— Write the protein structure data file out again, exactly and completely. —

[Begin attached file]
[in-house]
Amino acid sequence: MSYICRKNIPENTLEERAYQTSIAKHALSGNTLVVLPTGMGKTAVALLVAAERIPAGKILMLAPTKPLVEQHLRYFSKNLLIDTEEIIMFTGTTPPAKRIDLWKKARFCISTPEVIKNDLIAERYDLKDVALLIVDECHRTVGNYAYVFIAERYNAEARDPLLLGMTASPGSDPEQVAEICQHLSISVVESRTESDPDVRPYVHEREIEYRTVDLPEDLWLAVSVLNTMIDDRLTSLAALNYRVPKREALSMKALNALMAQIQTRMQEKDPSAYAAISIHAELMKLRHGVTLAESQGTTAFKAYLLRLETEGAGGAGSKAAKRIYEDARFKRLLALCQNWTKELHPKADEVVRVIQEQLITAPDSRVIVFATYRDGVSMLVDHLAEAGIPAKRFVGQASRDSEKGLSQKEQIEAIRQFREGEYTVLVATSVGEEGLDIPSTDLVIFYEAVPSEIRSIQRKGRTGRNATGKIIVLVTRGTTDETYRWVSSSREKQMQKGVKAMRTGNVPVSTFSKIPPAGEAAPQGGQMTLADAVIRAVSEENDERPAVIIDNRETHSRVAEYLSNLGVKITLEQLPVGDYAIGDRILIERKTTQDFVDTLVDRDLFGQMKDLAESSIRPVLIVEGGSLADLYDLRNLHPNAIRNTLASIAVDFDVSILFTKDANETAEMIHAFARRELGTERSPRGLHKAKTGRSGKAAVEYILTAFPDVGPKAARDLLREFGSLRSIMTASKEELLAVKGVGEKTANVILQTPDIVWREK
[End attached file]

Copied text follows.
[in-house]
Amino acid sequence: MSYICRKNIPENTLEERAYQTSIAKHALSGNTLVVLPTGMGKTAVALLVAAERIPAGKILMLAPTKPLVEQHLRYFSKNLLIDTEEIIMFTGTTPPAKRIDLWKKARFCISTPEVIKNDLIAERYDLKDVALLIVDECHRTVGNYAYVFIAERYNAEARDPLLLGMTASPGSDPEQVAEICQHLSISVVESRTESDPDVRPYVHEREIEYRTVDLPEDLWLAVSVLNTMIDDRLTSLAALNYRVPKREALSMKALNALMAQIQTRMQEKDPSAYAAISIHAELMKLRHGVTLAESQGTTAFKAYLLRLETEGAGGAGSKAAKRIYEDARFKRLLALCQNWTKELHPKADEVVRVIQEQLITAPDSRVIVFATYRDGVSMLVDHLAEAGIPAKRFVGQASRDSEKGLSQKEQIEAIRQFREGEYTVLVATSVGEEGLDIPSTDLVIFYEAVPSEIRSIQRKGRTGRNATGKIIVLVTRGTTDETYRWVSSSREKQMQKGVKAMRTGNVPVSTFSKIPPAGEAAPQGGQMTLADAVIRAVSEENDERPAVIIDNRETHSRVAEYLSNLGVKITLEQLPVGDYAIGDRILIERKTTQDFVDTLVDRDLFGQMKDLAESSIRPVLIVEGGSLADLYDLRNLHPNAIRNTLASIAVDFDVSILFTKDANETAEMIHAFARRELGTERSPRGLHKAKTGRSGKAAVEYILTAFPDVGPKAARDLLREFGSLRSIMTASKEELLAVKGVGEKTANVILQTPDIVWREK